Is your Hubitat integration available to the public?
Edit: found it. Thanks for sharing your work.


#354

Each of the circuits for the 220 is only 15A each. So, it can't be much higher than 10 for each line. Higher than 10 total but that's split across each circuit isn't it?


#355

If you can get a look at the rating plate on the back of your dryer, it should show the highest current draw. Your assumption of roughly 10 amps is probably close if the breaker/fuse rating is 15 amps.

Each side of the 220/240V circuit will see equal current in opposite directions. The only variation between the two would occur if your dryer has 110/120V loads for things like the timer controls. If present, this is usually small current relative to the 220/240V load, so you can ignore it.

Note that circuit breakers and appliance rating plates will show root mean square (RMS) current. Peak current is roughly 1.4 x RMS current. RMS current and voltage are typically used because when multiplied they give the power consumption. Peak current and voltage are important to keep in mind when selecting components for a circuit.


#356

Well, unfortunately that was a big failure. :frowning: I think the capacitor I have wasn't correct. I was getting very strange readings. They were actually going down when the dryer turned on. I tried to put the split core around one of the other wires and it didn't work either. In any case, I think I'm just going to go ahead and order a Hem Gen5

That is the one that you have right @ogiewon? Which driver are you using to get the different readings off the two clamps to use as a laundry monitor. Also, is it accurate enough to detect that the dryer's stopped heating but still spinning? My dryer has a "wrinkle preventer" stage where it will keep spinning with no heat. And since the heating element is the big power draw, I figured it would work.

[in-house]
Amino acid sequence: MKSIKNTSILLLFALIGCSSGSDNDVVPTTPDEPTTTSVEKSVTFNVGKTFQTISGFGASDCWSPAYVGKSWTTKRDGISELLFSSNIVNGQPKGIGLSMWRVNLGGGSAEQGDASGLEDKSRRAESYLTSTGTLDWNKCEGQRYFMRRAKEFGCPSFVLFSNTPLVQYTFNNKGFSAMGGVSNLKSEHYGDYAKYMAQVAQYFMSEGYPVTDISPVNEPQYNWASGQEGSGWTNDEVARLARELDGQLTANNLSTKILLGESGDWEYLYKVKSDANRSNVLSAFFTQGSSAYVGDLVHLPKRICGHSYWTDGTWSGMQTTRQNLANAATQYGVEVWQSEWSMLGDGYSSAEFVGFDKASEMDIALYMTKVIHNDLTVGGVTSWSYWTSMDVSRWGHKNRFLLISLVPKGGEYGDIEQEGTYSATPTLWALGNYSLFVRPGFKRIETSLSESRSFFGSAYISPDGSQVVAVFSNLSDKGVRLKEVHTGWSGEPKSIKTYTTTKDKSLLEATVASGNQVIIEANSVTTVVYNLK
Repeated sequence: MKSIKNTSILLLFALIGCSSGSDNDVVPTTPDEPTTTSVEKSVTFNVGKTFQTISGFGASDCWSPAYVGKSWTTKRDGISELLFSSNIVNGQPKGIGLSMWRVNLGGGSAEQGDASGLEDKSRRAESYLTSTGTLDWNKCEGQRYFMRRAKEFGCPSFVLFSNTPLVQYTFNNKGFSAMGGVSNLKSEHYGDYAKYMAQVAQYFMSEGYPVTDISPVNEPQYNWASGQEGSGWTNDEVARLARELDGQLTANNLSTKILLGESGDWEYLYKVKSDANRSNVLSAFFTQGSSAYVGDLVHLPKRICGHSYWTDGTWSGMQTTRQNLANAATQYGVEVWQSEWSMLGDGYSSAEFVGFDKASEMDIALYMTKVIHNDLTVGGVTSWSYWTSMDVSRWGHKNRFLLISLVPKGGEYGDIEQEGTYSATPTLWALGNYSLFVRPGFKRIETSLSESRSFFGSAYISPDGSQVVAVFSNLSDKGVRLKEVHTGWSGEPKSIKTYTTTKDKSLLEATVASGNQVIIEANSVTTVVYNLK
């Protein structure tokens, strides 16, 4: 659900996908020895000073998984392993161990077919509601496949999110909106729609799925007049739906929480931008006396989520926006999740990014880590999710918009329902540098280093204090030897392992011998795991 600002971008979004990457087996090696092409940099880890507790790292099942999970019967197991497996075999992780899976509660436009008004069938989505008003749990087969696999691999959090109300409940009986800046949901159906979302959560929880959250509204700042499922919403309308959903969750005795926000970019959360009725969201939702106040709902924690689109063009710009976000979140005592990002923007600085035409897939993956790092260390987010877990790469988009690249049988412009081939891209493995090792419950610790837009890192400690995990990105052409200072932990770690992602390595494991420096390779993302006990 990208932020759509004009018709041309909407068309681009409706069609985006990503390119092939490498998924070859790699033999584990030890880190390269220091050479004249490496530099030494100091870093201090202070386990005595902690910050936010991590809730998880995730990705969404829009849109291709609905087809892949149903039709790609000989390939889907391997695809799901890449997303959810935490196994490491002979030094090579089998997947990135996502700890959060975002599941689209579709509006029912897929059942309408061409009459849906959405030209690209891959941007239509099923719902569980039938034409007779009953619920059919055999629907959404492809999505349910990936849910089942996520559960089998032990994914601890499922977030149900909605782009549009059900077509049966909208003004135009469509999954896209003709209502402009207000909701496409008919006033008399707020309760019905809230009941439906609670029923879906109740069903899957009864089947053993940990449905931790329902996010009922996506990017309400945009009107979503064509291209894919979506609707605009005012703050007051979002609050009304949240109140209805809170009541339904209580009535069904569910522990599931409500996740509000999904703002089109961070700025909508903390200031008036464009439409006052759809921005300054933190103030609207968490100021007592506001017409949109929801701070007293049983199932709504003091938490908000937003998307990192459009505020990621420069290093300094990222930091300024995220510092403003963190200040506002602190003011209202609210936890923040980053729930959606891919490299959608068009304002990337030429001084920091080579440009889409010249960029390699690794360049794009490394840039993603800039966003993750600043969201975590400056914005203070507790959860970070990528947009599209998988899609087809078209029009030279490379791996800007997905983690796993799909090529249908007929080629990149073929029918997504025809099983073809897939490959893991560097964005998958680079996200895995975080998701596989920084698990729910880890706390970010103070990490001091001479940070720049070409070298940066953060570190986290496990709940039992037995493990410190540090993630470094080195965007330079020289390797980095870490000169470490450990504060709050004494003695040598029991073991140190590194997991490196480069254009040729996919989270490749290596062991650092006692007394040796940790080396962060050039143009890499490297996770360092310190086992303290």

#357

I actually have a much older Gen1 Aeon HEM device. The newer Gen5 one is not compatible with the old driver that I use. It was originally written by Mike Maxwell on the ST platform. I ported to it Hubitat about a year ago.

There are numerous threads regarding the Gen5 Aeon HEM. I haven't followed them as I do not have one.

As for the ability to not trigger a false laundry cycle complete notification... that takes a little trial and error and fine tuning. The driver above has some special logic to deal with making sure the value drops below a threshold for a user determined amount of time. This could, and probably should, be all handled within a Rule Machine rule these days.


#358

@ogiewon Given your experience with both Aeotec and IoTaWatt, Do you have a preference based on usage case?


#359

I think using an Aeon HEM for either whole home monitoring (i.e. the main power feeds into a breaker panel) or as a point usage option (i.e. monitoring a washer and/dryer) is a good, low cost, easy to implement solution.

I added an IoTaWatt to my house as I was truly interested in detailed whole home energy monitoring. It is much more of a hobby for me, truth be told. I actually have two electrical panels - one in my garage with almost all 120VAC loads, and one outside the house with all 240VAC loads (including the garage sub-panel.) SO, I now have a second IoTaWatt that I need to get installed in a weatherproof enclosure outside my house so I can finally get the entire electrical power usage picture for the house.